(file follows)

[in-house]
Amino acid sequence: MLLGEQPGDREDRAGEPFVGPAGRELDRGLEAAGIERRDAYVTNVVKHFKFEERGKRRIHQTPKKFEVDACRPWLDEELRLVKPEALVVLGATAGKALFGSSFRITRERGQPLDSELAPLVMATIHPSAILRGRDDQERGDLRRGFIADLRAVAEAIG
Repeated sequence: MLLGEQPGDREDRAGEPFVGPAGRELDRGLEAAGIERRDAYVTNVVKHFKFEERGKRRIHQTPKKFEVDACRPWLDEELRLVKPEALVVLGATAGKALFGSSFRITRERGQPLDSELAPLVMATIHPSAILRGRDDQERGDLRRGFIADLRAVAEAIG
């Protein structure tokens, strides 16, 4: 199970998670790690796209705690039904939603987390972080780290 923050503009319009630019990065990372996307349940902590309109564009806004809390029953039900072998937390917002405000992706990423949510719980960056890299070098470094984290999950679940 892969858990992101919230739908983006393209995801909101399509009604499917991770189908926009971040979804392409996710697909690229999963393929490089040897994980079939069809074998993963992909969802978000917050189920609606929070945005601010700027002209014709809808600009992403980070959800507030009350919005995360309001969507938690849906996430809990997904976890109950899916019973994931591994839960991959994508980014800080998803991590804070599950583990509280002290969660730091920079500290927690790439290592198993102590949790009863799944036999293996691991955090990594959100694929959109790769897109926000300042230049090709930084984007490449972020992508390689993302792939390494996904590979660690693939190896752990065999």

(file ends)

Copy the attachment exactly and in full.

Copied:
[in-house]
Amino acid sequence: MLLGEQPGDREDRAGEPFVGPAGRELDRGLEAAGIERRDAYVTNVVKHFKFEERGKRRIHQTPKKFEVDACRPWLDEELRLVKPEALVVLGATAGKALFGSSFRITRERGQPLDSELAPLVMATIHPSAILRGRDDQERGDLRRGFIADLRAVAEAIG
Repeated sequence: MLLGEQPGDREDRAGEPFVGPAGRELDRGLEAAGIERRDAYVTNVVKHFKFEERGKRRIHQTPKKFEVDACRPWLDEELRLVKPEALVVLGATAGKALFGSSFRITRERGQPLDSELAPLVMATIHPSAILRGRDDQERGDLRRGFIADLRAVAEAIG
């Protein structure tokens, strides 16, 4: 199970998670790690796209705690039904939603987390972080780290 923050503009319009630019990065990372996307349940902590309109564009806004809390029953039900072998937390917002405000992706990423949510719980960056890299070098470094984290999950679940 892969858990992101919230739908983006393209995801909101399509009604499917991770189908926009971040979804392409996710697909690229999963393929490089040897994980079939069809074998993963992909969802978000917050189920609606929070945005601010700027002209014709809808600009992403980070959800507030009350919005995360309001969507938690849906996430809990997904976890109950899916019973994931591994839960991959994508980014800080998803991590804070599950583990509280002290969660730091920079500290927690790439290592198993102590949790009863799944036999293996691991955090990594959100694929959109790769897109926000300042230049090709930084984007490449972020992508390689993302792939390494996904590979660690693939190896752990065999």